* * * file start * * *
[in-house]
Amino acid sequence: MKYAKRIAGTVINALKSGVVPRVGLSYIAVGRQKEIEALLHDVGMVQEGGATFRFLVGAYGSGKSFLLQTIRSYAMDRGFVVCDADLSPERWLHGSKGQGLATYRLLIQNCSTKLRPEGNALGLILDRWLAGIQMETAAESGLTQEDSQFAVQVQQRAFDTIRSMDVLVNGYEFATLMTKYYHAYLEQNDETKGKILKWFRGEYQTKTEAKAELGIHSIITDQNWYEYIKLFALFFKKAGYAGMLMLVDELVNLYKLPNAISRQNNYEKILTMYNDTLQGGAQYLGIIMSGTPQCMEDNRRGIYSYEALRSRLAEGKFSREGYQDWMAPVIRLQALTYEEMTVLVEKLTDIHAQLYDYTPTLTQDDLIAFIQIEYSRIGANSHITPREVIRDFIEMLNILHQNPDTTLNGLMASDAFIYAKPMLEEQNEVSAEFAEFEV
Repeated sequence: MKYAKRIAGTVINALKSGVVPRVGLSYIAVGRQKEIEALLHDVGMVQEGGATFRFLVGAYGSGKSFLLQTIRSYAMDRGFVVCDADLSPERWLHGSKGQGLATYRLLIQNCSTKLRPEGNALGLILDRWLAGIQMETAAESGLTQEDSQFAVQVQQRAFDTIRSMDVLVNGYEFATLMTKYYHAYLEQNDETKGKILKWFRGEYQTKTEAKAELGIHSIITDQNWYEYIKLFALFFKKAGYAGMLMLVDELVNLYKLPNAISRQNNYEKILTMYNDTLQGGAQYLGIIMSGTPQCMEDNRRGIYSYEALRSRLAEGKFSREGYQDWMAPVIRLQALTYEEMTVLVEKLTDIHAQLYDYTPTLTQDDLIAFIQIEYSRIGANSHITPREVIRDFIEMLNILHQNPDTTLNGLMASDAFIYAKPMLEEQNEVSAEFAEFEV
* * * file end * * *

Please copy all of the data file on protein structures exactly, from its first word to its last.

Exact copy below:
[in-house]
Amino acid sequence: MKYAKRIAGTVINALKSGVVPRVGLSYIAVGRQKEIEALLHDVGMVQEGGATFRFLVGAYGSGKSFLLQTIRSYAMDRGFVVCDADLSPERWLHGSKGQGLATYRLLIQNCSTKLRPEGNALGLILDRWLAGIQMETAAESGLTQEDSQFAVQVQQRAFDTIRSMDVLVNGYEFATLMTKYYHAYLEQNDETKGKILKWFRGEYQTKTEAKAELGIHSIITDQNWYEYIKLFALFFKKAGYAGMLMLVDELVNLYKLPNAISRQNNYEKILTMYNDTLQGGAQYLGIIMSGTPQCMEDNRRGIYSYEALRSRLAEGKFSREGYQDWMAPVIRLQALTYEEMTVLVEKLTDIHAQLYDYTPTLTQDDLIAFIQIEYSRIGANSHITPREVIRDFIEMLNILHQNPDTTLNGLMASDAFIYAKPMLEEQNEVSAEFAEFEV
Repeated sequence: MKYAKRIAGTVINALKSGVVPRVGLSYIAVGRQKEIEALLHDVGMVQEGGATFRFLVGAYGSGKSFLLQTIRSYAMDRGFVVCDADLSPERWLHGSKGQGLATYRLLIQNCSTKLRPEGNALGLILDRWLAGIQMETAAESGLTQEDSQFAVQVQQRAFDTIRSMDVLVNGYEFATLMTKYYHAYLEQNDETKGKILKWFRGEYQTKTEAKAELGIHSIITDQNWYEYIKLFALFFKKAGYAGMLMLVDELVNLYKLPNAISRQNNYEKILTMYNDTLQGGAQYLGIIMSGTPQCMEDNRRGIYSYEALRSRLAEGKFSREGYQDWMAPVIRLQALTYEEMTVLVEKLTDIHAQLYDYTPTLTQDDLIAFIQIEYSRIGANSHITPREVIRDFIEMLNILHQNPDTTLNGLMASDAFIYAKPMLEEQNEVSAEFAEFEV